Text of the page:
Ian Richmond

Sir Ian Archibald Richmond, (10 May 1902 – 5 October 1965) was a British archaeologist and academic. He was Professor of the Archaeology of the Roman Empire at the University of Oxford.[1] In addition, he was Director of the British School at Rome from 1930 to 1932, President of the Society for the Promotion of Roman Studies from 1958 to 1961, and Director of the Society of Antiquaries of London from 1959 to 1964.

Richmond was born on 10 May 1902 in Rochdale, Lancashire, England.[2] He was one half of twin boys.[3] He was educated at Ruthin School, a public school in Ruthin, Denbighshire, Wales.[2] In 1920, he began the study of classics at Corpus Christi College, Oxford. He achieved a third class in Mods in 1922 and a second class in Greats in 1924 of his Literae Humaniores degree.[2] He spent the next two years studying at the British School at Rome.[3]

In 1926, following his studies, Richmond joined Queen's University Belfast as a lecturer in Classical Archaeology and Ancient History.[4] In 1930, he returned to Rome as Director of the British School.[5] On leaving Rome in 1935, he became a lecturer in Roman-British studies at Durham University's King's College, Newcastle upon Tyne. He was promoted to Reader in 1943 and to professor in 1950.[2] He was Public Orator for Durham University from 1949 to 1951.[5] In 1956, he was invited to fill the new chair of the Archaeology of the Roman Empire at Oxford.[6]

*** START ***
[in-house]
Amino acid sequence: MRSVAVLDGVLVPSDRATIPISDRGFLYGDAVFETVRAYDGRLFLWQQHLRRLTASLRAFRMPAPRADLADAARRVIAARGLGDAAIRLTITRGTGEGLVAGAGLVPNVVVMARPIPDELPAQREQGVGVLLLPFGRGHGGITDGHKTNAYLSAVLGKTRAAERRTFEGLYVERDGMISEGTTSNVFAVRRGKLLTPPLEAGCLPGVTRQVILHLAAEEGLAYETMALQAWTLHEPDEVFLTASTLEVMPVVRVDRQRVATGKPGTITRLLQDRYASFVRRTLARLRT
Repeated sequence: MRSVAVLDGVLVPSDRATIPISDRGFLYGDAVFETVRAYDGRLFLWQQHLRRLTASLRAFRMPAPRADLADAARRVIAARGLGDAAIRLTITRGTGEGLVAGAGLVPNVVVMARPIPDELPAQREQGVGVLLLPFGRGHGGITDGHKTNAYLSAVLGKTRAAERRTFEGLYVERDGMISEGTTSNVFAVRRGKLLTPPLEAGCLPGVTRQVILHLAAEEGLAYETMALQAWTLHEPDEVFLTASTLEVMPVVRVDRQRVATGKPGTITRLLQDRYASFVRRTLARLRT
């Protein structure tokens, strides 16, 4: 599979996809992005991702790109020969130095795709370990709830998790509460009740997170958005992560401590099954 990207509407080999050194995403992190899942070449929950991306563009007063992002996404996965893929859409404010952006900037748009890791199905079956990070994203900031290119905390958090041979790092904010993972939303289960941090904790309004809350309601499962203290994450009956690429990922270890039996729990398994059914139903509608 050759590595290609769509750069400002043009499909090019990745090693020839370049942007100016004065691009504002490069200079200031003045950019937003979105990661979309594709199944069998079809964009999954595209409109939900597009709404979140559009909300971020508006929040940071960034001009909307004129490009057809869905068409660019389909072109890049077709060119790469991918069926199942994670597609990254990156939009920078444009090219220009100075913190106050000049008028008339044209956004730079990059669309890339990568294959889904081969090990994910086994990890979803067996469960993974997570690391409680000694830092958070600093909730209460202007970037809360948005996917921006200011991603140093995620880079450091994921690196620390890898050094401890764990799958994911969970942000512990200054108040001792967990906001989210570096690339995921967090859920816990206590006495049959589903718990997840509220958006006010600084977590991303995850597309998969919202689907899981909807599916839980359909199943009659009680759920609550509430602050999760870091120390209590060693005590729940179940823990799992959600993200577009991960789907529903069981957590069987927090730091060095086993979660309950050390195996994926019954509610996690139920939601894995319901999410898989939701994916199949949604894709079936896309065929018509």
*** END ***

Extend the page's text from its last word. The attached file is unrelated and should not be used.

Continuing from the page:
He was a prolific excavator of Romano-British sites, specialising in small-scale excavations, often just a single trench placed at a crucial point in a Roman fort which thereby established both the date and purpose of the fort. He excavated at Segontium in Caernarfon, Chester, South Shields, Lancaster, Bath, Silchester, Inveresk Roman Fort and Chedworth Roman villa. However his two major projects were at the Hod Hill[7] Iron Age hillfort where he elucidated the Roman fort that was inserted into one corner, and then at Inchtuthil[8] near Perth in Scotland, the legionary fortress occupied during Agricola's advance into Scotland. He also wrote a highly successful book on Roman Britain for the Penguin series.

On 25 April 1944, he was appointed a member of the .[9] He was also appointed a member of the on 2 April 1946.[10] He was a Commissioner until his death, making an important contribution to their study and record of Roman monuments.

Having experienced two years of minor heart troubles,[4] Richmond died at his home in Oxford on 5 October 1965.[2] He was 63 at the time of his sudden death.[3][11] His funeral was held on 8 October 1965 at the University Church of St Mary the Virgin, Oxford.[12]

Richmond was a devout Anglican.[2] In 1938, he married Isabel Little. Together they had two children; one son, Hugh, and one daughter, Helen.[5]

Richmond was elected Fellow of the Society of Antiquaries of London (FSA) in 1931 and Fellow of the British Academy (FBA) in 1947.[2] He was appointed Commander of the Order of the British Empire (CBE) in 1958.[2] He was knighted by Queen Elizabeth II at Buckingham Palace on 22 July 1964.[13]

The Richmond Prize is awarded every year by the Archaeology department of Newcastle University for the best performance at Stage 2, given to an undergraduate at the end of their second year.[14]